A Short History Of Resolutions And How To Make Them Stick

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It’s that time of the year again when every Taju, Amaka and Umaru are out to make promises for the new year. Most have termed these promises “Resolutions” and they make them with the sole intention of bettering themselves in all aspects of their lives ( except those with intentions of picking up vices). But how did this tradition of making Resolutions to herald a new year come about?, we shall take a quick journey back in time to discover what Nee year resolutions are all about and why it is important we make them.


According to Cam bridge’s advanced dictionary, New Year’s resolution is a secular tradition, most common in the Western Hemisphere but also found in the Eastern Hemisphere, in which a person makes a promise to do an act of self-improvement or something slightly nice, such as opening doors for people beginning from New Year’s Day. Throughout history, people have at one time or the other made up their minds to do something new and different at the beginning of a set time. From the ancient Babylonians to the Romans and Knights of the medieval era, one thing has held true and that is the promise of believers of this era to better themselves and the society.


More so, the making of resolutions at the beginning of a new year cuts across religions and race as humans struggle to keep up with promises that builds bridges. It is however easier said than done to make promises and stick to them thus making it important to ensure that the right resolutions are made and the means of keeping them are available.

Setting a resolution that is within reach and achievable is important in sticking to promises made. For instance, a resolution for behavioral change such as alcoholism requires serious commitment and effort to achieve. Going back to them doesn’t necessarily mean their are no improvements but such person should realize that the process is gradual and it’s important to build on the little progress that comes in bits.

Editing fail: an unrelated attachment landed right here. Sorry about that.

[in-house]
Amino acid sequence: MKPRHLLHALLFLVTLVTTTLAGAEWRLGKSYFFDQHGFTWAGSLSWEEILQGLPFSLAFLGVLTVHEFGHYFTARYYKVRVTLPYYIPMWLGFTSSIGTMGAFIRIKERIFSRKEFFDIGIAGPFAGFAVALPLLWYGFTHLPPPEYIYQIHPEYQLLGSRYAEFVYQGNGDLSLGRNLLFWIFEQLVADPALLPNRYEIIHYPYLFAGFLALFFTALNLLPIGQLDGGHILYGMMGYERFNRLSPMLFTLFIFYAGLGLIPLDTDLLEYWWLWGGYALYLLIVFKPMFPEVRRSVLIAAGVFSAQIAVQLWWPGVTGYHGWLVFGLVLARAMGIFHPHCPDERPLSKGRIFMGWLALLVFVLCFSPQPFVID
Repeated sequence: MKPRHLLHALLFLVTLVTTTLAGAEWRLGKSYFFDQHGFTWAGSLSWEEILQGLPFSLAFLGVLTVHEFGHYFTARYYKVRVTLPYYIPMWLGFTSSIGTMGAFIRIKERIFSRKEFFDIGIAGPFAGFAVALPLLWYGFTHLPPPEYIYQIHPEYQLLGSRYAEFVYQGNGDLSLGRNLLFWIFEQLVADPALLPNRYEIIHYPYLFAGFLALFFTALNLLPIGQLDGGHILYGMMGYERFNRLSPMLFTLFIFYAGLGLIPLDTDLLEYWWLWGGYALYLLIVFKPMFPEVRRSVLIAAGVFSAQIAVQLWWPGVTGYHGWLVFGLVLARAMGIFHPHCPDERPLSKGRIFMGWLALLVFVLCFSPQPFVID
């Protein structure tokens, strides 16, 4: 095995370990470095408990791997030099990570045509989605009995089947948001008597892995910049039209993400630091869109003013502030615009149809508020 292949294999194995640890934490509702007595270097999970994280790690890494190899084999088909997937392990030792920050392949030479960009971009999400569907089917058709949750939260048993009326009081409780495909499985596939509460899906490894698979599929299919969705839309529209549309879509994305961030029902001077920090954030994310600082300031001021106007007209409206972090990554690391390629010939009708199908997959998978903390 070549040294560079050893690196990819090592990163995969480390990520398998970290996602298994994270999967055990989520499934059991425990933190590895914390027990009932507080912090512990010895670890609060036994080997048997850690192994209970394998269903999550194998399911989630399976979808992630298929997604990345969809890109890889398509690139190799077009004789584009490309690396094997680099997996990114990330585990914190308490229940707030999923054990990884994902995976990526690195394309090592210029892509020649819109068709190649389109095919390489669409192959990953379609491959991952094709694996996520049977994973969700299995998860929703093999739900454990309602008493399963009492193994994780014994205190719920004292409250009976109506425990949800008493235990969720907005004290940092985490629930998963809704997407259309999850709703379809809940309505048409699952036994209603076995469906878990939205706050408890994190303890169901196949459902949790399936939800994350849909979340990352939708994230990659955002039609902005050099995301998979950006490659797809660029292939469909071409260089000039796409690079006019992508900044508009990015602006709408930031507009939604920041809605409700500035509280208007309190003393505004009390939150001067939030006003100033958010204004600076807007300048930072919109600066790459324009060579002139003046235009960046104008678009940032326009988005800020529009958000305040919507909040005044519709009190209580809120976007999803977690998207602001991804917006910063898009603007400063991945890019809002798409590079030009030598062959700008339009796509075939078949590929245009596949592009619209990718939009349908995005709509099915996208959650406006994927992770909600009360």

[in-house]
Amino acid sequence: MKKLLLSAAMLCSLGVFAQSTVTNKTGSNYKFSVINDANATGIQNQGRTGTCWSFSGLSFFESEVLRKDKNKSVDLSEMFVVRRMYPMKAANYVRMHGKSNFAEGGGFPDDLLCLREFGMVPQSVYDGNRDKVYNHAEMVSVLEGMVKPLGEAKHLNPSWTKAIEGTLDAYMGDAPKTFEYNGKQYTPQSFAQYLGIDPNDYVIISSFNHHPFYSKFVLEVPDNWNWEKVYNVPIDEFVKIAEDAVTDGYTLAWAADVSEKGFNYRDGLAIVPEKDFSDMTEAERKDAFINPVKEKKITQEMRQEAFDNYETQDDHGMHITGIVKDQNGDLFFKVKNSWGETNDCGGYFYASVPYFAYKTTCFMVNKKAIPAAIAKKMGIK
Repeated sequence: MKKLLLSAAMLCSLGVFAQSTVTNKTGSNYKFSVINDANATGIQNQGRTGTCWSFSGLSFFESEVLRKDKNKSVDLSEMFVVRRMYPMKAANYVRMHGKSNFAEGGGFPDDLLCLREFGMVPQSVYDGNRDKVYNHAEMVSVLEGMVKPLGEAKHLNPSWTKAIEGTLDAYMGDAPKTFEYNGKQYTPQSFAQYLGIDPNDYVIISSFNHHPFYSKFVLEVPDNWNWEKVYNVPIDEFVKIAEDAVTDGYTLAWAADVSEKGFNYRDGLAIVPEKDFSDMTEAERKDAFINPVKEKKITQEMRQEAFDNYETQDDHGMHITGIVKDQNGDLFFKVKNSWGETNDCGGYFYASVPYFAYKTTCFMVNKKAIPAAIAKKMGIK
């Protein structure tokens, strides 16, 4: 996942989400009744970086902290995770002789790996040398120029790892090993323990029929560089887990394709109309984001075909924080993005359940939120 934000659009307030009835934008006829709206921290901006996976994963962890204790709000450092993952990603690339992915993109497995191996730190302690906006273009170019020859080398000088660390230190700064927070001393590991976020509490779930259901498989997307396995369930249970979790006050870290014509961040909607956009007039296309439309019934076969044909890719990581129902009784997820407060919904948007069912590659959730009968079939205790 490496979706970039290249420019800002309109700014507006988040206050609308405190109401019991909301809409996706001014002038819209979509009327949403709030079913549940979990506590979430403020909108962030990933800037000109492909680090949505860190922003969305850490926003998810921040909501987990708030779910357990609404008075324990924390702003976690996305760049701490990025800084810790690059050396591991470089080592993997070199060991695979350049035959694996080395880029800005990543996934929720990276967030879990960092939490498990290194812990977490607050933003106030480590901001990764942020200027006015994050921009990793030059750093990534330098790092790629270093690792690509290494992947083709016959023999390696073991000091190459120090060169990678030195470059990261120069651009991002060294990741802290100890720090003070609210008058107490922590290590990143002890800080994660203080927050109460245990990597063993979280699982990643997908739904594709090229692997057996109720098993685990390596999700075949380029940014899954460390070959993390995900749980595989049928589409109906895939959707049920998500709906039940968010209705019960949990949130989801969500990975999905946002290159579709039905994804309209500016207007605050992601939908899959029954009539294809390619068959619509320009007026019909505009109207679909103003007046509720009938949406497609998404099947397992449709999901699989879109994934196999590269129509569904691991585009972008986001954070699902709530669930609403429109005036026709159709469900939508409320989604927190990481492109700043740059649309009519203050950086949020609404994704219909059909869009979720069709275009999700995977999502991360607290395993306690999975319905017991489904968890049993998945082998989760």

Moreover, it is important to have a time frame on some resolutions. A person willing to shed weight for example needs to have a time frame for particular pounds dropped. This will help to monitor progress and other improvements needed. It is also important to be appreciative of little gains made in the process of set goals as this would serve to spur the individual on for more significant achievements.


Lastly, it is important to realise that you are human and are bound to slip and make mistakes from time to time. Going back on your resolutions once or twice doesn’t mean you’ve failed, there’s always another opportunity to correct and improve provided you are determined to be a better Taju, Amaka or Umaru.





Normal everyday dude uniquely different in an everyday manner, a young man that strongly believes in the Nigerian project. I'm a mixture of science, arts and politics. I can be engaged on twitter @SheriffSimply

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